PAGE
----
In this – the age of the Coronavirus – many of us are stuck at home, isolated with only TV screens and the glow of laptops and phones to keep us connected. In other words, there isn’t much to do.
However, one thing that is available to us all is the wide world of recorded music. And now is as good a time as ever to get to know some bands you may not have heard of but ones that you will assuredly enjoy, dear reader.
So, buckle up and get ready for a digital ride around Seattle (two times!), Dayton (Ohio), Silver Lake (California) and Portland.
Smokey Brights, “I Love You But Damn,” Seattle
There’s something truly American about Smokey Brights. That motor-revving, wistful quality, part-courage, part-feelings dripping down off torn shirtsleeves. With the band’s latest release on Freakout Records, Smokey Brights offers a restrained-yet-yearning single. It’s a slow burn, a marathon drive across the country. A journey during which you’ll lose your last photo album but somehow make enough memories to fill two more.
Naked Giants, “Take A Chance,” Seattle
If you give Naked Giants 30 seconds of your time, you’ll realize one thing very quickly: the band knows the kookiest corners of your mind. With signature subtly the band explodes. Little tones of voice, little dance moves, vacant-yet-brilliant smiles. It’s like you and the band have the favorite cartoons, for sure. The band’s latest single is a window – or three – into the psyche of the group (and yours!). It’s stupendous.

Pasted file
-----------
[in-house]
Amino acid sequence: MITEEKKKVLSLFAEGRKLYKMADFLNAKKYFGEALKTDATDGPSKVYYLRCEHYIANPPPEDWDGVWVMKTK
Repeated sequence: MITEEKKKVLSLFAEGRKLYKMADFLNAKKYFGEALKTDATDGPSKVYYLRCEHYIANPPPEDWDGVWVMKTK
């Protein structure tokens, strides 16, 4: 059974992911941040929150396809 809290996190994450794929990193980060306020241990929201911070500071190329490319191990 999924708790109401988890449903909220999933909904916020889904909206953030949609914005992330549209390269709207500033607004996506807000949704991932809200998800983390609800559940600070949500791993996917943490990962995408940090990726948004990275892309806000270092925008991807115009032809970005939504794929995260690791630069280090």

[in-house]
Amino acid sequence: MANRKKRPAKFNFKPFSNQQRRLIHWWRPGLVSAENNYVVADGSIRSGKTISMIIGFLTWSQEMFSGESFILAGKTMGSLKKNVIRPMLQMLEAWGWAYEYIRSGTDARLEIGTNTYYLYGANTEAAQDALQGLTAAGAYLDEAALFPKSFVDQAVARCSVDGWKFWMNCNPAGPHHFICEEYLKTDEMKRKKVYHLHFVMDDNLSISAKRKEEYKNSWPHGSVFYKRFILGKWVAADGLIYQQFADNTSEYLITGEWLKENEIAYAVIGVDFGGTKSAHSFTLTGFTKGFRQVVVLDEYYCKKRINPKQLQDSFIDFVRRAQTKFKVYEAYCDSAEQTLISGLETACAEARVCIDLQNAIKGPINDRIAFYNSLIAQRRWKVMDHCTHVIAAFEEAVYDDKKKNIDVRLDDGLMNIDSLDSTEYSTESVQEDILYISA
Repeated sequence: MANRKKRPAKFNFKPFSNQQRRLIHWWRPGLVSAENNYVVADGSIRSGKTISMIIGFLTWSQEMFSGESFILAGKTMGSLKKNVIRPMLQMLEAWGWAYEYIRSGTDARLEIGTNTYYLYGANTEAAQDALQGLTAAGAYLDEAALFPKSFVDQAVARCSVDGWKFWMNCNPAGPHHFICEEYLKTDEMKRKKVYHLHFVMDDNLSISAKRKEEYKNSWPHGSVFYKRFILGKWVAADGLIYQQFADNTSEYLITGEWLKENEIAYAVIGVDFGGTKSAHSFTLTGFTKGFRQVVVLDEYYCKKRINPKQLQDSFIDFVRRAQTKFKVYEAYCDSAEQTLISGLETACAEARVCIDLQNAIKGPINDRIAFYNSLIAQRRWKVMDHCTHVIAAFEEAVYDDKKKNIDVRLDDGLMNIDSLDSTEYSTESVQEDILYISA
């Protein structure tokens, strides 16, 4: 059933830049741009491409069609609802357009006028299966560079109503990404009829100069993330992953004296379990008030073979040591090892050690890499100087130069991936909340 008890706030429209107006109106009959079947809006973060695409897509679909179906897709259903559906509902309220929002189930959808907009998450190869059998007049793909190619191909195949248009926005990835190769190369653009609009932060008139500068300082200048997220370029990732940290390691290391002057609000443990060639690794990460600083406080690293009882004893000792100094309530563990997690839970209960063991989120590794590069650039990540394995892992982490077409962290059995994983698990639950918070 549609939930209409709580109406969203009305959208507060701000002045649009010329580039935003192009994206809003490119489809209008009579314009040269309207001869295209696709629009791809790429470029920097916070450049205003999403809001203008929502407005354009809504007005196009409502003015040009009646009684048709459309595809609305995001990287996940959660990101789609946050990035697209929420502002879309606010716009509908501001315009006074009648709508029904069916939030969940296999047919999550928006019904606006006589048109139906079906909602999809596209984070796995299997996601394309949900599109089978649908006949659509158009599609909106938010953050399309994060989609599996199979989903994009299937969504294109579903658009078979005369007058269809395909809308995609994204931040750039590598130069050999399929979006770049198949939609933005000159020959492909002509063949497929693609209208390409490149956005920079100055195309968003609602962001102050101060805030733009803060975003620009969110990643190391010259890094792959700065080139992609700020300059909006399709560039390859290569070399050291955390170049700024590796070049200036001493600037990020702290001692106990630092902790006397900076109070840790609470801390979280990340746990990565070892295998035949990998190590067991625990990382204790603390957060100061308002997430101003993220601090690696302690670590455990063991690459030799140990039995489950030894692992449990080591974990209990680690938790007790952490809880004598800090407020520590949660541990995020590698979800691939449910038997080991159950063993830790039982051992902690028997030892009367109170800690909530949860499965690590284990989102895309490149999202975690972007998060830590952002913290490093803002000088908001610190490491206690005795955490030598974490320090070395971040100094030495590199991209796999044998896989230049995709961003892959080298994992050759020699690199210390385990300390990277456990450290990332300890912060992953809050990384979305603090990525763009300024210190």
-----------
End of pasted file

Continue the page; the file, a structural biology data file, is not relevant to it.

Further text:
Al Holbrook, “Transcendent Love,” Dayton
There are few storytellers as capable and compelling as Al Holbrook. The oft-touring international musician of mystery boasts a big, bold voice complete with gravel scratch from a night sharing secrets with a shot or two of Scotch. Coupled with that gift, Holbrook is a skilled piano player and showman. If you come across the musician on some wobbly night in some wobbly city, take a seat.
Stephen, “Delilah,” Silver Lake
Taking in Stephen’s latest single is a study in seasons. In one moment, you’re methodically trickling with him down a stream in spring. Suddenly, though, the calendar sheds a few pages and it’s winter. The stream you’re in is frozen, broken and breaking percussively. Then the summer heat befalls you, sweating with wonder and curiosity. Autumn comes and you’re gifted the hope of regeneration. If love is true, as Stephen seems to believe in his bones, then he’ll see you again with another spin of the song.
Ural Thomas and the Pain, “Slow Down,” Portland
Does Ural Thomas have the best voice on planet earth? Possibly. Putting aside that conversation, Thomas’ message in this song is essential. If inner peace is truly something inward, they why the rush? Slow down. Here, we’ll give you a moment. Take one… two… three. Deep breath. Okay, good job! This recent single from Ural Thomas and the Pain is a mantra from a master. Thank goodness he took his time and he’s here to remind us to take ours.